IMMUNOLOGICAL INTERVENTION OF MALIGNANT CATARRHAL FEVER VIRUS-INDUCED DISEASE IN RUMINANTS
Location: Animal Diseases Research
Title: Experimental induction of malignant catarrhal fever in pigs with ovine herpesvirus 2 by intranasal nebulization
Submitted to: Veterinary Microbiology
Publication Type: Peer Reviewed Journal
Publication Acceptance Date: April 12, 2012
Publication Date: April 18, 2012
Citation: Li, H., Brooking, .A., Cunha, C.W., Highland, M.A., O'Toole, .D., Knowles Jr, D.P., Taus, N.S. 2012. Experimental induction of malignant catarrhal fever in pigs with ovine herpesvirus 2 by intranasal nebulization. Veterinary Microbiology. 10.1016/j.vetmic.2012.04.016.
Interpretive Summary: Establishing a cost-effective experimental animal model for MCF viral infection and disease is a key step toward the development of a successful vaccine and for disease studies. The lack of a cell culture system to grow OvHV-2, the causative virus for sheep-associated MCF (SA-MCF), has constrained the research for decades. However, the ability to generate an infectious OvHV-2 pool from nasal secretions of shedding sheep has made it possible to establish a method of infection and induction of SA-MCF by intranasal aerosolization of cell-free virus, which most closely mimics the natural route of transmission. SA-MCF has been induced experimentally by this method in cattle, American bison and rabbits, but all three species have limitations as a model for research. The purpose of this study was to determine whether domestic pigs are experimentally susceptible to SA-MCF and assess their suitability as an animal model. The results showed that seven of twelve intranasally challenged pigs became infected with OvHV-2. Five of these seven, all in higher dose groups, developed SA-MCF. The characteristics of lesions in the pigs with experimentally induced SA-MCF are reminiscent of SA-MCF in cattle and bison, and are consistent with naturally occurring MCF in pigs. The relationship between dose and incubation period and between dose and time to a rise in viral DNA copy number in blood of clinically affected pigs are similar to those in bison with experimentally induced SA-MCF. The data indicate that pigs can be a useful natural host model for SA-MCF research.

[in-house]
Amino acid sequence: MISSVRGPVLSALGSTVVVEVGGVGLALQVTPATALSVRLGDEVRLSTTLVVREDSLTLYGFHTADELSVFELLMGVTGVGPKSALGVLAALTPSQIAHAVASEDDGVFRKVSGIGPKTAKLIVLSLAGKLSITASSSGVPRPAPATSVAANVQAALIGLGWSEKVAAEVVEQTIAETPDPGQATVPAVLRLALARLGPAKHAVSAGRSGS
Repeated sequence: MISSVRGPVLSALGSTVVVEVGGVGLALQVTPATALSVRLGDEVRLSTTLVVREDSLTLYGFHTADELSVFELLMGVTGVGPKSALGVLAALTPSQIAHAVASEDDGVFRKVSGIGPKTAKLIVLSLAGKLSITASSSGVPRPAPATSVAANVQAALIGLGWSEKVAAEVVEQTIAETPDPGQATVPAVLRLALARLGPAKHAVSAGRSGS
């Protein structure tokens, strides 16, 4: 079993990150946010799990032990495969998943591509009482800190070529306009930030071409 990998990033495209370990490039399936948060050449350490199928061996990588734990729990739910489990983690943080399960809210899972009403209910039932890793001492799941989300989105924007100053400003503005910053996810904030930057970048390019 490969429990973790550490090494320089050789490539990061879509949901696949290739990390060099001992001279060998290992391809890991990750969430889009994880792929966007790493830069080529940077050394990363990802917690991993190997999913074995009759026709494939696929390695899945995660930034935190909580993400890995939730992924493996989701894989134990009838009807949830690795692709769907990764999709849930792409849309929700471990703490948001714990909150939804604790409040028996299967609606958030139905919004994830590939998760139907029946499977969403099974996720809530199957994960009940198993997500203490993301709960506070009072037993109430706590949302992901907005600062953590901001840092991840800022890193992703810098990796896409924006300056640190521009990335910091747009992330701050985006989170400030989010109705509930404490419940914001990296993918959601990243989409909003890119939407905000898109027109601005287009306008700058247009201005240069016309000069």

Malignant catarrhal fever (MCF), a frequently fatal herpesviral disease, has been sporadically reported in pigs. All cases of naturally-occurring porcine MCF reported to date have been linked to ovine herpesvirus 2 (OvHV-2), a gammaherpesvirus in the genus Macavirus carried by sheep. Experimental induction of MCF by aerosolization of the virus in nasal secretions collected from infected sheep has been successful in bison, cattle and rabbits. The goals of this study were to determine the susceptibility of pigs to MCF following experimental intranasal inoculation of OvHV-2, and to characterize the disease. Twelve pigs in four groups were nebulized with OvHV-2 from 100,000 to 100,000,000 DNA copies in sheep nasal secretions. Three control pigs were nebulized with nasal secretions from uninfected sheep. Three additional pigs were inoculated intravenously with 10,000,000 DNA copies of OvHV-2 to evaluate this route of infection with cell-free virus. Seven of twelve intranasally challenged pigs became infected with OvHV-2. Five of these seven, all in higher dose groups, developed MCF. Lesions resembled those reported in natural cases of porcine MCF. The most striking and consistent histological lesions were in trachea, lung, kidney and brain, and comprised interstitial pneumonia, necrotizing arteritis-periarteritis, and nonpurulent meningoencephalitis. No infection was established in the intravenously-challenged or control groups. The study showed that MCF can be experimentally induced in pigs by aerosol challenge using sheep nasal secretions containing OvHV-2. Domestic pigs are a natural clinically-susceptible host for sheep-associated MCF and represent a useful, cost-effective model for MCF research.